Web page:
(The NYD stand this year, Stilton side)

Neal’s Yard Dairy has been selling cheese in Bra since 2003.  Randolph first visited the fair 2 years before that to help out a friend, Ari Weinzweig of Zingermans who had been due to give a talk there and was unable to get a flight post 9/11.  He was simply struck by the unique atmosphere of the place and the abundance of interesting cheeses and people there – completely unlike any trade show or food show held in the UK.  The town is entirely welcoming to its huge influx of visitors too with local shops getting behind the idea and theming their displays around cheese for the duration of the fiera.  If this was the UK, much as I hate to talk my country down, there would be groups of people moaning about parking and rubbish and the disruption to their daily routines.

(The butcher up near the Hotel Cavalieri getting into the spirit of Cheese.  
For those who like to know this sort of thing,
 this is where Giorgio Cravero buys his salsiccia di Bra.)

When we took the first stand in 2003 we noticed further benefits too.  Italians of all walks of life have a much more extensive vocabulary to describe food than the Brits, they are interested and keen to try new things and pretty forthright about saying what they think be it good or bad.  For a shop that values feedback, these comments on  our cheeses are hugely interesting.  There was also the minor consideration that as a place to meet and socialise with wholesale customers, the atmosphere of Bra can’t be bettered.  Maybe it’s all that Italian Dolce Vita, or ready access to Barolo, or the cafe society but people drop by and chat in a much more relaxed way than they ever do at any trade fair in the UK or USA and simply by enjoying a coffee together and having a chat, great ideas can spring up in a completely natural and unpressured way.

This year was my first year out there as a cheesemaker.  Before leaving NYD, Jason Hinds who had basically been my boss, asked if I’d join them on the stand as I’m an Italian speaker and, more to the point, I suspect, if I was there, my Italian speaking and absolute Trojan parents would be more likely to come along too and help explain and taste out cheeses to the Italian public.  As such, of course, there is a different perspective to the one you have as a cheesemonger.  I particularly wanted to know what they thought of the cheese and had a sneaky feeling they might well like it.  This proved to be the case.  I was waiting for people to come back with comments for improvements, over salted, too strong etc but didn’t really hear much of that.  On the contrary I did hear that pretty much everyone liked it.  To say that was a big pat on the back would be understating it really.  Of course the batches had been deliberately selected by Bronwen and the buying team to appeal to the Italian palate (a bit more adventurous and raucous than the UK) but between her selection and our cheesemaking, we made them happy.

With that established, the next thing I enjoyed while out there was meeting former colleagues and the wider family of the NYD network.  Mateo and Andy from Jasper Hill in Vermont were out there with their families, Joe Schneider and his Stichelton team were on the stand (naturally), Caroline and Will who make Stawley, Julie Cheyney formerly of Tunworth, Kate Arding who I worked with back in my early NYD days and who is now part of the Culture Magazine team, Val Bines, Jamie Montgomery, Mary Holbrook… I could go on and on.  It is a bit like in part a great big reunion of a lot of people you really want to chat to and you sell cheese and talk about your different cheeses altogether.  Yes it’s definitely an occasion for the cheese geek but as such it’s very rewarding and interesting.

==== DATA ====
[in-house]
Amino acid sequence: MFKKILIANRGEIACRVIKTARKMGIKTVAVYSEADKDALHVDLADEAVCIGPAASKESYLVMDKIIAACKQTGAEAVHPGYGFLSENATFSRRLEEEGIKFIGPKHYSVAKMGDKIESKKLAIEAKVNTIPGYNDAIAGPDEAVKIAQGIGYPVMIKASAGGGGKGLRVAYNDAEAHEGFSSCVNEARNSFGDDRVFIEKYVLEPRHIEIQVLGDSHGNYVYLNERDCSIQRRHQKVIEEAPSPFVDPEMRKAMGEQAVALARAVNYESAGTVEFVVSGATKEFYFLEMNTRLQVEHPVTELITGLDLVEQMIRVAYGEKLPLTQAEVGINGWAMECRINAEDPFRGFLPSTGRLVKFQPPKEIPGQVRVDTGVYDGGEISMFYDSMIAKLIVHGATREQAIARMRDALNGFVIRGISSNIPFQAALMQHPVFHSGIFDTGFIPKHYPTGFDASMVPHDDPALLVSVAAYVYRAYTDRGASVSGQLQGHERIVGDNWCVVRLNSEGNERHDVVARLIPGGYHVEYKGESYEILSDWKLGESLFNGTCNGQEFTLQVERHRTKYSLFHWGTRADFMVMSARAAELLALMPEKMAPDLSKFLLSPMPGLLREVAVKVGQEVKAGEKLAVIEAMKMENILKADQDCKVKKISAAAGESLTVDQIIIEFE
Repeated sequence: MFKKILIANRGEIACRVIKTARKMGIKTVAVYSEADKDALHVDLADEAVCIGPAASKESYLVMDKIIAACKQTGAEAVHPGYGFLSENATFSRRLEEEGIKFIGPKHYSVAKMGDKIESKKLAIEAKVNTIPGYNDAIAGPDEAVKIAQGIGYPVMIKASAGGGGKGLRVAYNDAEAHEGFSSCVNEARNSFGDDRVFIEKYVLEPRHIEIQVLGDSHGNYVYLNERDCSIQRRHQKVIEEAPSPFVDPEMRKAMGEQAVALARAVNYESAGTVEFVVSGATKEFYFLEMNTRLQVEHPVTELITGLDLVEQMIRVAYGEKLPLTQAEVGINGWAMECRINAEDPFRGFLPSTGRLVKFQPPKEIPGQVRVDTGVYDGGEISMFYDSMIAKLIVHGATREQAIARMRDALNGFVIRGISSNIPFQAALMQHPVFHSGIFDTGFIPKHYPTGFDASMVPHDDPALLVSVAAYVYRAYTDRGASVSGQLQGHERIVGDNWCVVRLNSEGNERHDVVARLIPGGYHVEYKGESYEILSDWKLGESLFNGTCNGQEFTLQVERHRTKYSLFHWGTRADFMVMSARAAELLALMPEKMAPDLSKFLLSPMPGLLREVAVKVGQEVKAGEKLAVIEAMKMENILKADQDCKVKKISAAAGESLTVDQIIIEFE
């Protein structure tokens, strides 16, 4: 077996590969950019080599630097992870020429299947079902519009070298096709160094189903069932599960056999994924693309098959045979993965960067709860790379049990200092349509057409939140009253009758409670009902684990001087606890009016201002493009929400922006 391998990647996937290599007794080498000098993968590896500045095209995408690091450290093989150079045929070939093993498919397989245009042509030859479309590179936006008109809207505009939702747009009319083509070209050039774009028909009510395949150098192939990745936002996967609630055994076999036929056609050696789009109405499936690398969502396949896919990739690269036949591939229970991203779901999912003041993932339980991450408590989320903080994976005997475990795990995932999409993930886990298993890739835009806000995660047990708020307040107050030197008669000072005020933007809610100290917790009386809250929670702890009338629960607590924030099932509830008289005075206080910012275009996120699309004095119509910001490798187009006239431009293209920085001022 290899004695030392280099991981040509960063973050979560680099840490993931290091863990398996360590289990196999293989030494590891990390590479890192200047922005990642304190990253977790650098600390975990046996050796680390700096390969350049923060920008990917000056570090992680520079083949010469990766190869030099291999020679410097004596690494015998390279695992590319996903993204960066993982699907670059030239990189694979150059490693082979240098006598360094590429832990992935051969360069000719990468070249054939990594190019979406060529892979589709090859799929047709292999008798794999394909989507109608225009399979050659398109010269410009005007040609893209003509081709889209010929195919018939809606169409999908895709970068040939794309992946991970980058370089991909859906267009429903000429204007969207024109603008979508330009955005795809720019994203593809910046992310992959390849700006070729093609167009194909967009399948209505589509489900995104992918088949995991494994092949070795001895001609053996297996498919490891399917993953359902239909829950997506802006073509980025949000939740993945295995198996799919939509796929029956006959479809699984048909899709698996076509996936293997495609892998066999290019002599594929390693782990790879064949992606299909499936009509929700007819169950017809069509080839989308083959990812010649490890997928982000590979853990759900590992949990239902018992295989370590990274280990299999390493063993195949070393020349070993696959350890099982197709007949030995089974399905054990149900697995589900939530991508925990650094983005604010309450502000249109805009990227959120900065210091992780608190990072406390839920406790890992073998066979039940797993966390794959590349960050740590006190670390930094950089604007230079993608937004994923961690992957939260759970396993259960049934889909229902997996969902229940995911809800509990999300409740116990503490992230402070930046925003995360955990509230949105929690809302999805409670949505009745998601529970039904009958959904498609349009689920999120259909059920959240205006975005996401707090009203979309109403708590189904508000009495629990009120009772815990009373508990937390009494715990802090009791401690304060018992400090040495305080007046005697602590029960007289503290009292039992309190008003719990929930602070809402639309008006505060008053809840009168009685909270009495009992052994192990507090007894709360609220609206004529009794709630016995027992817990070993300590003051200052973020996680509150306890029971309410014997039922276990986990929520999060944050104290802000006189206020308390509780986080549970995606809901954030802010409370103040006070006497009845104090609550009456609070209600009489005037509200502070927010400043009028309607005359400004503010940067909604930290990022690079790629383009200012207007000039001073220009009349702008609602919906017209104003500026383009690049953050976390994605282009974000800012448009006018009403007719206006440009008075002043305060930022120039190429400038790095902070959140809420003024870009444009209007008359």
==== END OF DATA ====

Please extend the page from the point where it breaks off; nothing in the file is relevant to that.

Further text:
(The 2 Joes (Schneider and Bennet) talk cheese over a beer in a quiet moment on the stand)

And have I mentioned the eating out possibilities yet?  Not only is this Italy but it’s Piedmont, widely regarded as one of the best areas of Italy for food and wine and everyone is putting on the classic dishes over this weekend: vitello tonnato (veal with a tuna emulsion basically), vegetable souffles, fresh tajarin (thin tagliatelle) with butter and sage, hand pinched ravioli (agnolotti del plin), carne cruda (thinly chopped raw rose veal with olive oil), salsiccia di bra (raw rose veal sausages – seriously don’t knock it if you haven’t tried it they are addictive), meat braised in Barolo and panna cotta.  And then there’s Caffe Converso, the ONLY place in Bra to get your coffee and pastries with its wood panelled walls and the little shop next door selling home made chocolates, nougat and their own chestnut cream and upmarket Nutella.

(Caffe Converso – a place of pilgrimage)

All this and the chance to learn about other cheeses and try new things too.  The Strada dei Presidii is the road along which the endangered cheeses are displayed.  This ranges from the weird and wonderful like Swedish goats cheese, smoked cheese from Poland, to the more recognisable like Bitto an Italian mountain cheese like an aged and drier Gruyere or Sbrinz and finally Somerset Cheddar represented by Montgomerys, Keens and Westcombe.  Cheddar may not initially seem an endangered cheese but given that it is ubiquitously used as a name for hard block cheese these days, the Somerset Cheddar boys are claiming the name back for those still making cheese in the original county of Somerset and following an old fashioned and traditional recipe.

(Swedish goats cheese and a somewhat impressive poster of the goats!) 
(Romanian cheeses matured in fir bark and Polish smoked cheeses) 
(Bitto – the Italian mountain cheese)

For anyone with even a passing interest in all things Cheese that hasn’t discovered it yet, this fair is worth the trip.  See you there in 2013!

For another perspective on the Cheese event and more pics too have a look at Justine’s blog littlemisslocal.com